A Quick Look into Suburban’s History
We have at least one reason to take the Suburban seriously: It is the longest lasting sub-brand in the world which has been in use since the 1934-35 model year. Being an iconic part of Chevrolet legacy as a full-size SUV, the original name was “Suburban Carryall”, but Chevrolet eventually dropped the second name. Since many other manufacturers were using this name, General Motors acquired the intellectual property rights for the brand in 1988, thus Suburban became solidly associated with the bow-tie brand.
Now with the 12th generation on sale, you can see the Suburban (and its cousin GMC Yukon XL) more in public services ranging from police to firefighting and EMS with a small market for private use. You will always spot more than one Suburban serving the secret service protecting President Obama. It doesn’t look bad either as a high-profile company car.
I drove the 2015 Chevrolet Suburban’s top of the line LTZ version with the powerful, 5.3 liter, EcoTec, V8 gasoline engine. With 355 HP and 383 lbft of torque mated to a six-speed automatic transmission and four-wheel drive, this powertrain is just enough for moving the nearly three-tonne (2,650 kg) body. Direct injection and variable-valve-timing help to deliver the necessary power output efficiently. However, do not expect much sportiness and that is okay for this type of vehicle. If you can treat the Suburban gently enough, you can even drive in four-cylinder (V4) mode with almost seamless switch on and off of four cylinders. However, this engine will tell you right away: “I can hardly breathe with just four cylinders.” Even with a silky smooth push on the gas pedal, the resting cylinders will jump in.
The electric-assisted steering is responsive enough unless you dare to compare it with a BMW 3 Series car.
With a MSRP of CAD 82,800 (including a 10K option package), my test vehicle’s target clientele is a narrow group who looks far beyond a Ford Escape or a Toyota RAV4.
I ask myself everytime I drive a full-size SUV in North America: When will we see a diesel engine under the hood, so appropriate and overdue for a vehicle of this calibre where high torque and towing capacity matter more than anything else. Maybe, GM is testing the waters with its compact Chevy Cruze Diesel. By the way, do I remember correctly that GM has something in its engine portfolio called “Duramax Diesel”. My test drive delivered an average consumption of slightly above 16 liters.
The capabilities are simply impressive: The Suburban can tow 3,625 kilograms. The cargo volume behind the front seats (with folded-down second and third row) is 3,430 liters.
In one week I drove the Suburban for nearly 800 kilometers in and around the GTA for different purposes. It provided an excellent level of comfort when transporting six adults (including the driver). During a big before-winter cleanup at home, we transported lots of stuff from old furniture to appliances and scrap metal to Halton Recycling Centre.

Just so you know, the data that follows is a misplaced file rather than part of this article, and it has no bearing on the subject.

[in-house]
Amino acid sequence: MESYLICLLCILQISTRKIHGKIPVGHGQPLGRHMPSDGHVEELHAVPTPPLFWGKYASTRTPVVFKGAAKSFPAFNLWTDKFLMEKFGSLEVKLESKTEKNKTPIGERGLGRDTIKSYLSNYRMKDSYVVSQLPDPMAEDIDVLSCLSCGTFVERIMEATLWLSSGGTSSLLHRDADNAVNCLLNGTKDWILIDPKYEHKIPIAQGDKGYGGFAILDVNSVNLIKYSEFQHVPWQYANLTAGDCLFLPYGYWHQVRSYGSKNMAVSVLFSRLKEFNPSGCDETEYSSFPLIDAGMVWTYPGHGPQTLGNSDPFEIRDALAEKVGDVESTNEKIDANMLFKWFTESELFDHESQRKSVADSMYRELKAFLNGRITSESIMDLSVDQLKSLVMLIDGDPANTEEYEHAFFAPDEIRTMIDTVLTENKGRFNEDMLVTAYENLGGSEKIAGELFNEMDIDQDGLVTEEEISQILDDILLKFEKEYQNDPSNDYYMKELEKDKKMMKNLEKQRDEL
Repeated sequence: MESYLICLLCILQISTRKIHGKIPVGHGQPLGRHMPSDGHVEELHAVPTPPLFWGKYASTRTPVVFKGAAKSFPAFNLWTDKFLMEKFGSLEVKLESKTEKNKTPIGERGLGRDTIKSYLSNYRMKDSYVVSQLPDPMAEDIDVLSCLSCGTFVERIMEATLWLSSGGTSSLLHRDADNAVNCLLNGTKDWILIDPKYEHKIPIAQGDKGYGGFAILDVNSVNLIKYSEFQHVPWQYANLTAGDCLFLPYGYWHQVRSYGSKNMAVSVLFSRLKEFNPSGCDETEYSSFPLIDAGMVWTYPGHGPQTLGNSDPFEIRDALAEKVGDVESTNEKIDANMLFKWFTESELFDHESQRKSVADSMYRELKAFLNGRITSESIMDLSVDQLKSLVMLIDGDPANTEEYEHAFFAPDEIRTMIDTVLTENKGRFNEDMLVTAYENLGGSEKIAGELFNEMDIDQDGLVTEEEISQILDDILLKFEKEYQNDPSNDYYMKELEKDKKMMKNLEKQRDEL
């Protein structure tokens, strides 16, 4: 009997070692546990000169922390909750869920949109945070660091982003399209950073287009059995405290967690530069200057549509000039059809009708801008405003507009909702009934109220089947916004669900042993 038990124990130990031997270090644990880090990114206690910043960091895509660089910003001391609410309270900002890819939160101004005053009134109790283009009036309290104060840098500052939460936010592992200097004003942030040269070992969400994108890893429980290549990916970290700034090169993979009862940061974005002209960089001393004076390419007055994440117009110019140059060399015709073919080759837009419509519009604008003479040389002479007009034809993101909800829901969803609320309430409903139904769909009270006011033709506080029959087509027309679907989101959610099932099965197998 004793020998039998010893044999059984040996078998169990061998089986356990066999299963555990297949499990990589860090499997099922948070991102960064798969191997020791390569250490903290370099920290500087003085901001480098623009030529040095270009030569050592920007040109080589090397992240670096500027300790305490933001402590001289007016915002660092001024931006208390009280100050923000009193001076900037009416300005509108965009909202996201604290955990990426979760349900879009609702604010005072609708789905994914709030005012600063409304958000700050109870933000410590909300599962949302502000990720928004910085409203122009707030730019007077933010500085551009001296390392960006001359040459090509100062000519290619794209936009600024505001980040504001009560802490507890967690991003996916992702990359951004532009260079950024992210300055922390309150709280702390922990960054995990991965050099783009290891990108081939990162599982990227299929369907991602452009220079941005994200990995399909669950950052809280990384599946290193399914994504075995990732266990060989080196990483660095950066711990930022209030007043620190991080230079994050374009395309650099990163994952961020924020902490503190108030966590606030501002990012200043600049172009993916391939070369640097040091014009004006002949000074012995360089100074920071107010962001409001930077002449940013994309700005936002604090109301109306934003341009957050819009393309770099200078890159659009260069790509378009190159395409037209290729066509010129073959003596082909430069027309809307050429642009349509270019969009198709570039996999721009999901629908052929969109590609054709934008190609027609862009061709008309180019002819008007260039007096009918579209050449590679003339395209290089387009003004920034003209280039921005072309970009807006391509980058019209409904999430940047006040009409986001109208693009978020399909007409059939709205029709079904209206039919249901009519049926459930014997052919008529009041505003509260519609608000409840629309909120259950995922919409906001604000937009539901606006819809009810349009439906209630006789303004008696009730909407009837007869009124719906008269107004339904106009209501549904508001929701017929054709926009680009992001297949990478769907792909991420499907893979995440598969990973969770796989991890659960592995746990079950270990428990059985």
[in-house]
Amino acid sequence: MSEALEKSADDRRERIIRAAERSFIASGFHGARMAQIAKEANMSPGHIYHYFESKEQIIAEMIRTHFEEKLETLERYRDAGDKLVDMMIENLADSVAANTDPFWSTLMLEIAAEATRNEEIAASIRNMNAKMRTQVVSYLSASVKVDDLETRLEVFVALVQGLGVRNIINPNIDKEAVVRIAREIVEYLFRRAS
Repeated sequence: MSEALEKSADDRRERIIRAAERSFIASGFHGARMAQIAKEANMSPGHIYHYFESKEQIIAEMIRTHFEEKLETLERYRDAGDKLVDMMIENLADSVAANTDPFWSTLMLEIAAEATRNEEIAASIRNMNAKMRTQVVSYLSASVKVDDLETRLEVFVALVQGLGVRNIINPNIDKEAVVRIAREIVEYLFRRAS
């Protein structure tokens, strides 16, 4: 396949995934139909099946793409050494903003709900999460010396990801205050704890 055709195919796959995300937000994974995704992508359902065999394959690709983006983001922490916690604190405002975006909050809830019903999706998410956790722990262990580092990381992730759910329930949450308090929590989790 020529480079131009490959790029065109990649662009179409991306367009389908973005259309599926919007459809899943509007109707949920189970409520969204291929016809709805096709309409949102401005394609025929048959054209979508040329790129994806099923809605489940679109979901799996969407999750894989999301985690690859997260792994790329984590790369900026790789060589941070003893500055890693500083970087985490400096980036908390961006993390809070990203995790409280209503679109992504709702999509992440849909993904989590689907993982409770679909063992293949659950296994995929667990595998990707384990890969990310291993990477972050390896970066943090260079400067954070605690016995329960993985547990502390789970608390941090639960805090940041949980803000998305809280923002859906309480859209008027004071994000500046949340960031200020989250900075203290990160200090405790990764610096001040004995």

The ride quality is superb thanks to its length of 5,7 meters and Magnetic Ride Control, standard on our LTZ model, electronically senses the road surface and “notifies” the shocks instantaneously as to how they ought to respond.
It’s quiet inside the well-insulated and well-crafted cabin with special glass, and new inlaid doors whose seams flank the sides instead of over the roof.
General Motors offers its super-sized SUV’s under three different brands: Chevrolet Suburban, GMC Yukon XL and Cadillac Escalade (not in the picture)
Even if Mr. David Suzuki will not feel very happy about the new Suburban, vehicles of this size will always occupy a niche of the market, since private and public users will need them. And there is still room to be more environmental-friendly with some technology upgrade, such as a modern Diesel engine. Well, GM can save this investment at least until the oil prices bounce back.
Type of vehicle: Full-size SUV
Engine: 5.3 liter, EcoTec V8 gasoline engine, 355 HP, 384 lb-ft
Transmission: 6-speed, automatic
Price (base/as tested): CAD 70,785 / 82.800
Destination charge: CAD 1,650
Natural Resources Canada fuel economy (L/100 km): city; 16.3 highway;11,8 as-tested; 16.2
Optional features: Rear-seat entertainment system: 2,095, power retractable assist steps: 1,920, adaptive cruise control: 1,780, Power sliding-tilt glass: 1,325, MyLink Audio and navigation: 995, 22″aluminium wheels: 986, trailering package: 630, theft protection package: 435, engine block heater: 100
Article: Varol McKars
Pictures: Varol McKars, Burak McKars, Erol Halicilar
Test vehicle was provided by General Motors Canada
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